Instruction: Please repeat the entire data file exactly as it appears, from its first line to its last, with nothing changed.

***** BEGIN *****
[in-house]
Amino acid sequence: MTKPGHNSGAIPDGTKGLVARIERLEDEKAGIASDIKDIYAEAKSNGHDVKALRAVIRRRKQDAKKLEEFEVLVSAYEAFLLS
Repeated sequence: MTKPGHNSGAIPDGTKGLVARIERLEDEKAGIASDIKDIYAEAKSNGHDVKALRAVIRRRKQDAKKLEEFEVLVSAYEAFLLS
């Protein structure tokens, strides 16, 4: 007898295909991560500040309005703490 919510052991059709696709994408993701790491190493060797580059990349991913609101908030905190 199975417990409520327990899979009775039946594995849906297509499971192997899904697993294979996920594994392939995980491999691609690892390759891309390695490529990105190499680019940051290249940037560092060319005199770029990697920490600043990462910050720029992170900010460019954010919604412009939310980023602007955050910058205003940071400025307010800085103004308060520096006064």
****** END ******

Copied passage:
[in-house]
Amino acid sequence: MTKPGHNSGAIPDGTKGLVARIERLEDEKAGIASDIKDIYAEAKSNGHDVKALRAVIRRRKQDAKKLEEFEVLVSAYEAFLLS
Repeated sequence: MTKPGHNSGAIPDGTKGLVARIERLEDEKAGIASDIKDIYAEAKSNGHDVKALRAVIRRRKQDAKKLEEFEVLVSAYEAFLLS
């Protein structure tokens, strides 16, 4: 007898295909991560500040309005703490 919510052991059709696709994408993701790491190493060797580059990349991913609101908030905190 199975417990409520327990899979009775039946594995849906297509499971192997899904697993294979996920594994392939995980491999691609690892390759891309390695490529990105190499680019940051290249940037560092060319005199770029990697920490600043990462910050720029992170900010460019954010919604412009939310980023602007955050910058205003940071400025307010800085103004308060520096006064």